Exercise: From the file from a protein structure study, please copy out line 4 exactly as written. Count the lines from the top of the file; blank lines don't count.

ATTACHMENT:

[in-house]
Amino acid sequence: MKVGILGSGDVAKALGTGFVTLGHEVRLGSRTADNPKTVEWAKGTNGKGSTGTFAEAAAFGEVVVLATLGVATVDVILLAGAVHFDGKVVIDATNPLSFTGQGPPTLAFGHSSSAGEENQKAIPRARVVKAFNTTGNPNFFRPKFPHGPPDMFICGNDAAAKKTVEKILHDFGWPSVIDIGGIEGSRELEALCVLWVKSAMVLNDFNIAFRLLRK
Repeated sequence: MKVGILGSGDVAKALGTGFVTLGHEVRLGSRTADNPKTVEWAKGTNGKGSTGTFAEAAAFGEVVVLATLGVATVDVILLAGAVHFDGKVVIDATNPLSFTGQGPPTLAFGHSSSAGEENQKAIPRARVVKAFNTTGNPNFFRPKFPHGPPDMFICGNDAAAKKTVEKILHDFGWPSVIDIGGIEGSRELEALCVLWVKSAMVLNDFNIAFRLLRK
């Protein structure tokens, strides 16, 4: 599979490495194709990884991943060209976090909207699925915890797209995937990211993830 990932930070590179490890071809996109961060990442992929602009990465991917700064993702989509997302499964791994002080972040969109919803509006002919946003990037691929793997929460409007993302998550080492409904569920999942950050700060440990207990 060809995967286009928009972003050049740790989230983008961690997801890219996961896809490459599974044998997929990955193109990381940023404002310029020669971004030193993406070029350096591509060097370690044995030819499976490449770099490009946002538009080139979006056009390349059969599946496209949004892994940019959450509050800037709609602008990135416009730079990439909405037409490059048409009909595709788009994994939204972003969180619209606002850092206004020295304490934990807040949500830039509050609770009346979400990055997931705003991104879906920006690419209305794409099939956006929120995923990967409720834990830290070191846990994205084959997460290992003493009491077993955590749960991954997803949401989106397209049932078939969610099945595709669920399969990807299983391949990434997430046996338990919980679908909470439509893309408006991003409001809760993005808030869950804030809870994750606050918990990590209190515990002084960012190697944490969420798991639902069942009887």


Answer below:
């Protein structure tokens, strides 16, 4: 599979490495194709990884991943060209976090909207699925915890797209995937990211993830 990932930070590179490890071809996109961060990442992929602009990465991917700064993702989509997302499964791994002080972040969109919803509006002919946003990037691929793997929460409007993302998550080492409904569920999942950050700060440990207990 060809995967286009928009972003050049740790989230983008961690997801890219996961896809490459599974044998997929990955193109990381940023404002310029020669971004030193993406070029350096591509060097370690044995030819499976490449770099490009946002538009080139979006056009390349059969599946496209949004892994940019959450509050800037709609602008990135416009730079990439909405037409490059048409009909595709788009994994939204972003969180619209606002850092206004020295304490934990807040949500830039509050609770009346979400990055997931705003991104879906920006690419209305794409099939956006929120995923990967409720834990830290070191846990994205084959997460290992003493009491077993955590749960991954997803949401989106397209049932078939969610099945595709669920399969990807299983391949990434997430046996338990919980679908909470439509893309408006991003409001809760993005808030869950804030809870994750606050918990990590209190515990002084960012190697944490969420798991639902069942009887």